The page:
The Mediterranean monk seal (Monachus monachus)
in ancient history and literature

The role of the Mediterranean monk seal (Monachus monachus) in the history and culture of ancient Greece and Rome is poorly documented in contemporary literature and generally misunderstood by many modern scholars. A comprehensive search was initiated therefore to locate all surviving references to the species in the classical literature of the Mediterranean region. The search yielded over 200 references authored by some 60 writers from the Greek, Roman and Byzantine periods. Examination of these texts, together with information derived from numerous secondary sources, provides new insights into the monk seal’s distribution and abundance in antiquity. It also reveals ancient human attitudes toward the monk seal that resulted in its exploitation for fur, oil and meat, its use in medicines and entertainment, and its role in mythology and superstition. The accumulated evidence now suggests that many of the large monk seal herds that existed in early antiquity were either dramatically reduced or extirpated by intensive exploitation during the Roman era. Throughout much of its historical range, human persecution and progressive habitat deterioration also appear largely responsible for changing a naturally gregarious beach dweller into a less social and reclusive inhabiter of caves.


The role of the Mediterranean monk seal (Monachus monachus) in European history and culture,
from the fall of Rome to the 20th century.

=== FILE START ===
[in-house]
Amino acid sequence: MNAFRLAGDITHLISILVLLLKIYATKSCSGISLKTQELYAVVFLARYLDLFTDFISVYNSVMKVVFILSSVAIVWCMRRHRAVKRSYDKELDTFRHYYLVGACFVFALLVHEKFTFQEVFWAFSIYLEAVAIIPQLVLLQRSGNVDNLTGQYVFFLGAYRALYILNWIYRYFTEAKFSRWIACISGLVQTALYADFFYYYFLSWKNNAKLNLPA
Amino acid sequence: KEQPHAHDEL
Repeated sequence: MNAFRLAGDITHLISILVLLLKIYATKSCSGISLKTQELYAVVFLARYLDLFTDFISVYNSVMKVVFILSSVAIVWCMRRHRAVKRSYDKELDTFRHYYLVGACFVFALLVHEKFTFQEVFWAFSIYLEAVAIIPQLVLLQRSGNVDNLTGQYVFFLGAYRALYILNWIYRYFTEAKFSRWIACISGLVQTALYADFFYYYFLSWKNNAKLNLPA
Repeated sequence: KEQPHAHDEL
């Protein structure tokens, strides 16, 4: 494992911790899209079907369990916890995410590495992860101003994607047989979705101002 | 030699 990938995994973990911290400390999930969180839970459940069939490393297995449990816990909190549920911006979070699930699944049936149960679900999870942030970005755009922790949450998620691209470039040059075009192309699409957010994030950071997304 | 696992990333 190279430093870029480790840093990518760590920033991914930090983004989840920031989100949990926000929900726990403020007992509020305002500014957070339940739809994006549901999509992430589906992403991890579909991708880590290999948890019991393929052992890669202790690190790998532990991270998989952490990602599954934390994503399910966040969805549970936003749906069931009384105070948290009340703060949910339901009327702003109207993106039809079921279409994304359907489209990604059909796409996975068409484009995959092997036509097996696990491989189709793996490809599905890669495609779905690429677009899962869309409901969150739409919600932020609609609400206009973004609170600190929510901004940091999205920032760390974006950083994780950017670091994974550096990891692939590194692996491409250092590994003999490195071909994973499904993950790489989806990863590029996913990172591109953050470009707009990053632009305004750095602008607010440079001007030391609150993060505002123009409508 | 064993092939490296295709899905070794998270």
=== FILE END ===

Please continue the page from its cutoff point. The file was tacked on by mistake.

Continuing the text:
The role of the Mediterranean monk seal Monachus monachus in the history, culture and economy of the Mediterranean region has long remained obscure and subject to error and contradiction. In order to extend historical knowledge of the species beyond the time-frame covered in our companion publication, Monk Seals in Antiquity, a review of the available literature was undertaken covering the period from the fall of Rome to the 20th century. This research indicates that the monk seal in the Mediterranean continued to be exploited for its fur, oil, meat and perceived medicinal properties well into the Dark Ages and the Renaissance, albeit on a much-reduced scale than the exploitation witnessed during the Roman era. The species also continued to be a target of Mediterranean fishers, angered over reduced catches and damaged nets. Elsewhere, large, newly-discovered colonies in the eastern Atlantic off the coast of Africa became a lucrative if short-lived industry for French, Portuguese and Spanish explorers. In the Mediterranean, sustained persecution of surviving groups, coupled with increasing human disturbance and deterioration of habitat, appears to have acted selectively against colony formation, leading to an inexorable decline and fragmentation of the population. Although described as ‘rare’ by science in 1779, the species continued to be a target for collectors from zoos and museums until the early 20th century, when extinctions along broad stretches of coastline first became apparent.